david j. moore chats with Paying Mr. McGetty director Michael Baumgarten…
Director Michael Baumgarten’s second film in a row starring kickboxing legend Don “The Dragon” Wilson is the quirky comedic action hybrid Paying Mr. McGetty. Their first collaboration was the hit coming of age action film The Martial Arts Kid, and it’s easy to see Baumgarten’s light touch as a filmmaker in both films. From producer James Wilson (Don’s producing partner) and Traditionz Entertainment, Baumgarten’s latest effort is a wildly unique effort with a diverse cast, and here he discusses the project in an exclusive interview with Flickering Myth.
This is your second picture in a row with the Wilsons. What’s brought you back again?
A couple years ago I did a movie called Smitty, which is a dog film with Peter Fonda and Mira Sorvino. Basically, they came to our premiere, and it was one of those things where they saw how packed it was. It was a family film. The place was just sold out. I’d written and produced it. It was well received to the point where I said to Don, “Hey, it would be neat to see you do something like a family film.” That’s how The Martial Arts Kid came about. It took a few years to get it to the point where we were filming, but it all started that day. It kept going. When we had the chance to do Paying Mr. McGetty, it’s all due to the people that we met and inspired us at the Urban Action Showcase and Expo, which is hosted by HBO and Cinemax.
Now that you’ve done two action films, do you find that you enjoy filming action itself?
I still haven’t gotten to do the action that I’d like to yet. Somebody is brought in to do the action scenes. On the first film it was James Lew who did the action fights, and on the second film it was John Kreng. While these are action films, I do get to help come up with what we’re going to do in terms of the action, but there’s still a whole degree of action that I haven’t gotten to do yet. I have a vampire film I want to do that is action packed. The film is basically the apocalypse! That’s what I would like to do.
Paying Mr. McGetty is a very quirky film. Say something about how unique it is. It’s a very difficult movie to categorize.
Yeah, and that’s part of the charm. We kept thinking of that movie After Hours and the one with Jeff Goldblum Into the Night. The one where he’s running around all night. The weird shit that keeps happening to him. What we wanted to do was set up Marcos’ humor. He has some great faces. We wanted to utilize that. We wanted to throw surprises at him to make him think that his day is about to get worse! There is no happiness! We wanted to throw everything at him to where everything is going wrong, but then something finally goes right. By the time he turns the corner and it ends well, we’re applauding this guy because we’ve been invested in his experience. At the end of the day, if you thought your day was bad, look at this guy’s day. Look what he has to deal with. At the end of the day, the only thing that matters is that he’s in love. That woman is everything to him.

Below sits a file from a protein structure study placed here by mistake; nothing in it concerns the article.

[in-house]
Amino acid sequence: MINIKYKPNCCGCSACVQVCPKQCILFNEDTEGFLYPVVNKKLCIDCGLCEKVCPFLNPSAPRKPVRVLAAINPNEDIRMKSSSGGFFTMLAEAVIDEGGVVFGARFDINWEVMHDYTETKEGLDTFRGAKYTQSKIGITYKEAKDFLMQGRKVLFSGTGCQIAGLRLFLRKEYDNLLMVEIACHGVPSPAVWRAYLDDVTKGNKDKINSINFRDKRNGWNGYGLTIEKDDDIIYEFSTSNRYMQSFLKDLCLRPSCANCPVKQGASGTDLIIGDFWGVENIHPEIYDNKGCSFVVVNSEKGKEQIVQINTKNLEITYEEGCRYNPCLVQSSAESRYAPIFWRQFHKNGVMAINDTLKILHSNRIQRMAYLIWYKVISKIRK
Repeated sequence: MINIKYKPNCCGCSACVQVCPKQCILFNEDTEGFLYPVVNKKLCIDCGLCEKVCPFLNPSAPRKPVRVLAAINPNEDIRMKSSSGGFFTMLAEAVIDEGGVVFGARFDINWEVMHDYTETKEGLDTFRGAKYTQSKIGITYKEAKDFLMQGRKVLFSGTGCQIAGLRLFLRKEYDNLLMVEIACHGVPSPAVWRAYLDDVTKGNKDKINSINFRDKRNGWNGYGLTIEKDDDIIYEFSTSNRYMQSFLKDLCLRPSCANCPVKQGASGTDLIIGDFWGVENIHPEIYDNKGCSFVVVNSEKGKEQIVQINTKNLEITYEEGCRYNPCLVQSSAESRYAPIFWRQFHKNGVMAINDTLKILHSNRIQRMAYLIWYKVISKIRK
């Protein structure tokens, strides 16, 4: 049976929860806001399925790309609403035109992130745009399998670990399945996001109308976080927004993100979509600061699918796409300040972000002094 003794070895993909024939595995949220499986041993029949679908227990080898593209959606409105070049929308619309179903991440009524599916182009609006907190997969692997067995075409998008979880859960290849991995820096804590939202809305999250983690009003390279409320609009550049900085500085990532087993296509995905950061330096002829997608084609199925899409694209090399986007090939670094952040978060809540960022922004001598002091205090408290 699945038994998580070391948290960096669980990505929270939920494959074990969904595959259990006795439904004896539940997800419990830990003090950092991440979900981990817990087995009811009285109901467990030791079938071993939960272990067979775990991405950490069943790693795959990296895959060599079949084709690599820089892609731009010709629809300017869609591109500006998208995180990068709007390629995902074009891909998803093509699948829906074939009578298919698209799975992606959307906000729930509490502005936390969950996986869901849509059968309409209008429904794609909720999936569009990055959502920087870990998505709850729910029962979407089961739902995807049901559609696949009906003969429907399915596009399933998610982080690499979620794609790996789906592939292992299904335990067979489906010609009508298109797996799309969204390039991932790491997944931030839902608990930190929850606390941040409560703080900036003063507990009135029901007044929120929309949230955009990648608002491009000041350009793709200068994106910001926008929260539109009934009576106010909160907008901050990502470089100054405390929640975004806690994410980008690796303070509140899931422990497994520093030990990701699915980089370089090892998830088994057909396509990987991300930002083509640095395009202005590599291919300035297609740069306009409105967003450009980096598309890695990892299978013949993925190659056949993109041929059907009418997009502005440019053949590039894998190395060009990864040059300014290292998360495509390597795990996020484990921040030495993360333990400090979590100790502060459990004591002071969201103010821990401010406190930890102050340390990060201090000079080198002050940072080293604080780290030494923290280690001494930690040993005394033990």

Who do you think the audience for this movie is?
Anyone who likes romance and action! And also martial arts. That’s what we were after. We wanted a diverse cast, first of all. That was one thing that we achieved. There’s not a bunch of films that looks like ours. That was intentional. As long as we find the right distributor that can plug into that, and then bring it out in the right markets … this is the type of movie that can be a fun little cult film for a lot of audiences. Washington DC, Atlanta, Los Angeles, San Francisco… We can go around and play these markets. We want a diverse crowd. We want to plug into those markets and give them a film that they don’t get every week.
What’s next for you Michael? Are you going to work with the Wilson’s again?
We’re talking about The Martial Arts Kid 2. We’ve talked about me being the writer. I’m also looking at a bunch of things to make as well. There’s a vampire film as well that I’d like to do. I’m looking at a really cool action film that’s about a female assassin. That’s one of the things I’m drafting now. I can pull off some really interesting stuff…
Many thanks to Michael Baumgarten for taking for the time for this interview.
david j. moore